Vortex Tube Overview

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A Vortex Tube uses an ordinary supply of compressed air as a power source, creating two streams of air, one hot and one cold – resulting in a low cost, reliable, maintenance free source of cold air for spot cooling solutions.

The EXAIR Vortex tubes are made of stainless steel, which provides resistance to wear, corrosion and oxidation – ensuring years of reliable, maintenance free operation

How_A_Vortex_Tube_Works

The cold air flow and temperature are easily controlled by adjusting the slotted valve in the hot air outlet.  Opening the valve reduces the cold air flow and the cold air temperature.  Closing the valve increases the cold air flow and and the cold air temperature.

EXAIR Vortex Tubes come in three sizes. Within each size, a number of flow rates, which are dictated by a small internal generator, are available. Selection of the appropriate Vortex Tube can be achieved either by knowing the BTU/hr (Kcal/hr) requirements or the desired flow and temperature requirements. Selection is then based on the specification table (BTU/hr or Kcal/hr is known) or the performance tables (flow and temperature is known.)

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Vortex Tube Specification Tables

 

Cold Fraction
Vortex Tube Performance Tables

The performance of a Vortex Tube is reduced with back pressure on the cold air exhaust. Low back pressures up to 2 PSIG ( 0.1 Bar) will not change performance and a 5 PSIG (0.3 Bar) will change the temperature drop by approximately 5°F (2.8°C)

The use of clean air is essential, and filtration of 25 microns or less is recommended.  EXAIR offers filters with 5 micron elements and properly sized for flow.

A Vortex Tube provides a temperature drop to the incoming supply air.  High inlet temperatures will result in a corresponding rise in the cold air temperature.

EXAIR offers mufflers for both the hot and cold air discharge.  If the cold air is ducted, muffling may not be required.

For best performance, operation at 80 to 110 PSIG (5.5 to 7.6 Bar) of supply pressure is recommended. The Vortex Tubes have a maximum pressure rating of 250 PSIG (17.2 Bar) and a minimum requirement of 20 PSIG (1.4 Bar)

To discuss your application and how a Vortex Tube or any EXAIR Intelligent Compressed Air Product can improve your process, feel free to contact EXAIR, myself, or one of our other Application Engineers. We can help you determine the best solution!

Brian Bergmann
Application Engineer

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Heat Transfer – 3 Types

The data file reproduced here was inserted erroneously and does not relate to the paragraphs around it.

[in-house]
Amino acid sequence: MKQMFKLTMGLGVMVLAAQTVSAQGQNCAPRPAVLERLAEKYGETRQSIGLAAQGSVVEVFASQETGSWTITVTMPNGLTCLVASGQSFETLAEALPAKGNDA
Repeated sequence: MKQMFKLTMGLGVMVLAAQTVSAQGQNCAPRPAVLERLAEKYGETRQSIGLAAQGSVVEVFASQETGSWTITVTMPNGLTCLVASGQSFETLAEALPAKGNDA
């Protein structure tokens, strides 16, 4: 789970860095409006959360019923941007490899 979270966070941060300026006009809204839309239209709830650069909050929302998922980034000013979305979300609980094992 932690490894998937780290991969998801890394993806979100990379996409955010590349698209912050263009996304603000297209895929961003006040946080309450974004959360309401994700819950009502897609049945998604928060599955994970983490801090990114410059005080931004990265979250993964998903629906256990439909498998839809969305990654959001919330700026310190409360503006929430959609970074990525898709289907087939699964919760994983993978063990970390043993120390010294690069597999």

When you have two objects and they are of different temperatures, we know from experience that the hotter object will warm up the cooler one, or conversely, the colder object will cool down the hotter one.  We see this everyday, such as ice cooling a drink, or a fan cooling a person on a hot day.

The Second Law of Thermodynamics says that heat (energy) transfers from an object of a higher temperature to an object of a lower temperature. The higher temperature object has atoms with higher energy levels and they will move toward the lower energy atoms in order to establish an equilibrium. This movement of heat and energy is called heat transfer. There are three common types of heat transfer.13580963114_f222b3cdd9_z

Heat Transfer by Conduction

When two materials are in direct contact, heat transfers by means of conduction. The atoms of higher energy vibrate against the adjacent atoms of lower energy, which transfers energy to the lower energy atoms, cooling the hotter object and warming the cooler object. Fluids and gases are less heat conductive than solids (metals are the best heat conductors) because there are larger distances between atoms.  Solids have atoms that are closer together.

Heat Transfer by Convection

Convection describes heat transfer between a surface and a liquid or gas in motion. The faster the fluid or gas travels, the more convective heat transfer that occurs. There are two types of convection:  natural convection and forced convection. In natural convection, the motion of the fluid results from the hot atoms in the fluid moving upwards and the cooler atoms in the air flowing down to replace it, with the fluid moving under the influence of gravity. Example, a radiator puts out warm air from the top, drawing in cool air through the bottom. In forced convection, the fluid, air or a liquid, is forced to travel over the surface by a fan or pump or some other external source. Larger amounts of heat transfer are possible utilizing forced convection.

Heat Transfer by Radiation

Radiation refers to the transfer of heat through empty space. This form of heat transfer does not require a material or even air to be between the two objects; radiation heat transfer works inside of and through a vacuum, such as space. Example, the radiation energy from the sun travels through the great distance through the vacuum of space until the transfer of heat warms the Earth.